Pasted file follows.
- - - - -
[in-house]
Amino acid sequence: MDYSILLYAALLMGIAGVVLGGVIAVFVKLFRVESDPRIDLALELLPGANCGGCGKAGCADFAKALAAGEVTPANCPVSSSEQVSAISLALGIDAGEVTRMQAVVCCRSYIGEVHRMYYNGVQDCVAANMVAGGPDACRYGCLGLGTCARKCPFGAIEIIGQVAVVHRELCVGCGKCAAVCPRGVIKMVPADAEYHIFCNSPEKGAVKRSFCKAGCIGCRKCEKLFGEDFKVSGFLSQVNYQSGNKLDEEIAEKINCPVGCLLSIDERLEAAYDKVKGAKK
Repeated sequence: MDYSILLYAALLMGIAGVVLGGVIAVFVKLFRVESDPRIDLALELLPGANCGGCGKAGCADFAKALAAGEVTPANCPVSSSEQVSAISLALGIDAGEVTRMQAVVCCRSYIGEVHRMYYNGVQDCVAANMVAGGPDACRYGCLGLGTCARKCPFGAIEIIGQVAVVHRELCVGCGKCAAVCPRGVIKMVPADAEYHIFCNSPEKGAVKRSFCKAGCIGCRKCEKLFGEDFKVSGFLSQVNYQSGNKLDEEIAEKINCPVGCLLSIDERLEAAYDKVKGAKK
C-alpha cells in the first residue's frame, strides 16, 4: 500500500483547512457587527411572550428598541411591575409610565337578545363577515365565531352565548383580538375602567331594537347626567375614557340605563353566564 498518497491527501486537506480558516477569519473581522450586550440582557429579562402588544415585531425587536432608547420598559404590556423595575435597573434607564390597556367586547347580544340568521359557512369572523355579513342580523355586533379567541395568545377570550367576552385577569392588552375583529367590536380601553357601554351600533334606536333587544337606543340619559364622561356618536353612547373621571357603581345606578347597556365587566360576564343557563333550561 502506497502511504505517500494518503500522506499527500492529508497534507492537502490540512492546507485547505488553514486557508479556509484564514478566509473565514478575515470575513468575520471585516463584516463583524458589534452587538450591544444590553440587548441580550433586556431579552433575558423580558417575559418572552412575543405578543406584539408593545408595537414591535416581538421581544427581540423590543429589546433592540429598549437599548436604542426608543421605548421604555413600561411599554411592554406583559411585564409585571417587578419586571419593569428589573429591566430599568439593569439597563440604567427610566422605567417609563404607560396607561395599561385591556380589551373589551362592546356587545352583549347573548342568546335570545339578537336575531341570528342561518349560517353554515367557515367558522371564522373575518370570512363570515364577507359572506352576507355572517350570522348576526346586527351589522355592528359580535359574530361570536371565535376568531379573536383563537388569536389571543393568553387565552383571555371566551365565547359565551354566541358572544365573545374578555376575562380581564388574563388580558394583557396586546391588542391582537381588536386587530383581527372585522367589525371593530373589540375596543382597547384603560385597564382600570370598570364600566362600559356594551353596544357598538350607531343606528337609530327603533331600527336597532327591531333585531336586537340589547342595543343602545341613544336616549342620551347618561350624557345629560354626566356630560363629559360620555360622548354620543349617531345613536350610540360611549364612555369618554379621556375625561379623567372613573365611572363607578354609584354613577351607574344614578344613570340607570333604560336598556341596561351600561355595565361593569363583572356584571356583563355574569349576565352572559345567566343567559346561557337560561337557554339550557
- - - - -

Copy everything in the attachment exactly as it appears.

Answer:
[in-house]
Amino acid sequence: MDYSILLYAALLMGIAGVVLGGVIAVFVKLFRVESDPRIDLALELLPGANCGGCGKAGCADFAKALAAGEVTPANCPVSSSEQVSAISLALGIDAGEVTRMQAVVCCRSYIGEVHRMYYNGVQDCVAANMVAGGPDACRYGCLGLGTCARKCPFGAIEIIGQVAVVHRELCVGCGKCAAVCPRGVIKMVPADAEYHIFCNSPEKGAVKRSFCKAGCIGCRKCEKLFGEDFKVSGFLSQVNYQSGNKLDEEIAEKINCPVGCLLSIDERLEAAYDKVKGAKK
Repeated sequence: MDYSILLYAALLMGIAGVVLGGVIAVFVKLFRVESDPRIDLALELLPGANCGGCGKAGCADFAKALAAGEVTPANCPVSSSEQVSAISLALGIDAGEVTRMQAVVCCRSYIGEVHRMYYNGVQDCVAANMVAGGPDACRYGCLGLGTCARKCPFGAIEIIGQVAVVHRELCVGCGKCAAVCPRGVIKMVPADAEYHIFCNSPEKGAVKRSFCKAGCIGCRKCEKLFGEDFKVSGFLSQVNYQSGNKLDEEIAEKINCPVGCLLSIDERLEAAYDKVKGAKK
C-alpha cells in the first residue's frame, strides 16, 4: 500500500483547512457587527411572550428598541411591575409610565337578545363577515365565531352565548383580538375602567331594537347626567375614557340605563353566564 498518497491527501486537506480558516477569519473581522450586550440582557429579562402588544415585531425587536432608547420598559404590556423595575435597573434607564390597556367586547347580544340568521359557512369572523355579513342580523355586533379567541395568545377570550367576552385577569392588552375583529367590536380601553357601554351600533334606536333587544337606543340619559364622561356618536353612547373621571357603581345606578347597556365587566360576564343557563333550561 502506497502511504505517500494518503500522506499527500492529508497534507492537502490540512492546507485547505488553514486557508479556509484564514478566509473565514478575515470575513468575520471585516463584516463583524458589534452587538450591544444590553440587548441580550433586556431579552433575558423580558417575559418572552412575543405578543406584539408593545408595537414591535416581538421581544427581540423590543429589546433592540429598549437599548436604542426608543421605548421604555413600561411599554411592554406583559411585564409585571417587578419586571419593569428589573429591566430599568439593569439597563440604567427610566422605567417609563404607560396607561395599561385591556380589551373589551362592546356587545352583549347573548342568546335570545339578537336575531341570528342561518349560517353554515367557515367558522371564522373575518370570512363570515364577507359572506352576507355572517350570522348576526346586527351589522355592528359580535359574530361570536371565535376568531379573536383563537388569536389571543393568553387565552383571555371566551365565547359565551354566541358572544365573545374578555376575562380581564388574563388580558394583557396586546391588542391582537381588536386587530383581527372585522367589525371593530373589540375596543382597547384603560385597564382600570370598570364600566362600559356594551353596544357598538350607531343606528337609530327603533331600527336597532327591531333585531336586537340589547342595543343602545341613544336616549342620551347618561350624557345629560354626566356630560363629559360620555360622548354620543349617531345613536350610540360611549364612555369618554379621556375625561379623567372613573365611572363607578354609584354613577351607574344614578344613570340607570333604560336598556341596561351600561355595565361593569363583572356584571356583563355574569349576565352572559345567566343567559346561557337560561337557554339550557